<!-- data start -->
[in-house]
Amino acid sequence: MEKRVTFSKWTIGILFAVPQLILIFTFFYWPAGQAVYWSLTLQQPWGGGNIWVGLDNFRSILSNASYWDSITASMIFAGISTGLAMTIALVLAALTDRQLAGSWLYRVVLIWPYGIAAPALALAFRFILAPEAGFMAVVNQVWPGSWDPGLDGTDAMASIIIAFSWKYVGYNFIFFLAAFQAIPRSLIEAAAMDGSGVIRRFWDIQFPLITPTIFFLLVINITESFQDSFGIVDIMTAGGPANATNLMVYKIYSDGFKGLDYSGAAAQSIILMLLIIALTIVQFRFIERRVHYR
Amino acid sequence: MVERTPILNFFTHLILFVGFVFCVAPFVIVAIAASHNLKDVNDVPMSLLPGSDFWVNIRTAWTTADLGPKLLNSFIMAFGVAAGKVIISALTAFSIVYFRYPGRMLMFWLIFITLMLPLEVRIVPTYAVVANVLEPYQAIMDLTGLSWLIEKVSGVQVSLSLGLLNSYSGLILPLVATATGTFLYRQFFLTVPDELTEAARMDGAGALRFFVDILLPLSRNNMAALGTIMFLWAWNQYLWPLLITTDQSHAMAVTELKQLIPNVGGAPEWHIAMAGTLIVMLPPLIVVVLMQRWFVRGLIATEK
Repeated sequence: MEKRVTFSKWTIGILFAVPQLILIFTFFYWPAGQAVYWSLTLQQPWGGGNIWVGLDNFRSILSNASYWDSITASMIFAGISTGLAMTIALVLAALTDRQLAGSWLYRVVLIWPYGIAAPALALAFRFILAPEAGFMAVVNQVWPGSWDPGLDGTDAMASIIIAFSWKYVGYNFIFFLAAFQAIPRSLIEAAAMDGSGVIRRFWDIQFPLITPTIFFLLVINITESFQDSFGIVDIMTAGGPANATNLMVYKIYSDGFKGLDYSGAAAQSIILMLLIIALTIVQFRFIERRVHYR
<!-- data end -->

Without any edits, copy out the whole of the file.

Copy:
[in-house]
Amino acid sequence: MEKRVTFSKWTIGILFAVPQLILIFTFFYWPAGQAVYWSLTLQQPWGGGNIWVGLDNFRSILSNASYWDSITASMIFAGISTGLAMTIALVLAALTDRQLAGSWLYRVVLIWPYGIAAPALALAFRFILAPEAGFMAVVNQVWPGSWDPGLDGTDAMASIIIAFSWKYVGYNFIFFLAAFQAIPRSLIEAAAMDGSGVIRRFWDIQFPLITPTIFFLLVINITESFQDSFGIVDIMTAGGPANATNLMVYKIYSDGFKGLDYSGAAAQSIILMLLIIALTIVQFRFIERRVHYR
Amino acid sequence: MVERTPILNFFTHLILFVGFVFCVAPFVIVAIAASHNLKDVNDVPMSLLPGSDFWVNIRTAWTTADLGPKLLNSFIMAFGVAAGKVIISALTAFSIVYFRYPGRMLMFWLIFITLMLPLEVRIVPTYAVVANVLEPYQAIMDLTGLSWLIEKVSGVQVSLSLGLLNSYSGLILPLVATATGTFLYRQFFLTVPDELTEAARMDGAGALRFFVDILLPLSRNNMAALGTIMFLWAWNQYLWPLLITTDQSHAMAVTELKQLIPNVGGAPEWHIAMAGTLIVMLPPLIVVVLMQRWFVRGLIATEK
Repeated sequence: MEKRVTFSKWTIGILFAVPQLILIFTFFYWPAGQAVYWSLTLQQPWGGGNIWVGLDNFRSILSNASYWDSITASMIFAGISTGLAMTIALVLAALTDRQLAGSWLYRVVLIWPYGIAAPALALAFRFILAPEAGFMAVVNQVWPGSWDPGLDGTDAMASIIIAFSWKYVGYNFIFFLAAFQAIPRSLIEAAAMDGSGVIRRFWDIQFPLITPTIFFLLVINITESFQDSFGIVDIMTAGGPANATNLMVYKIYSDGFKGLDYSGAAAQSIILMLLIIALTIVQFRFIERRVHYR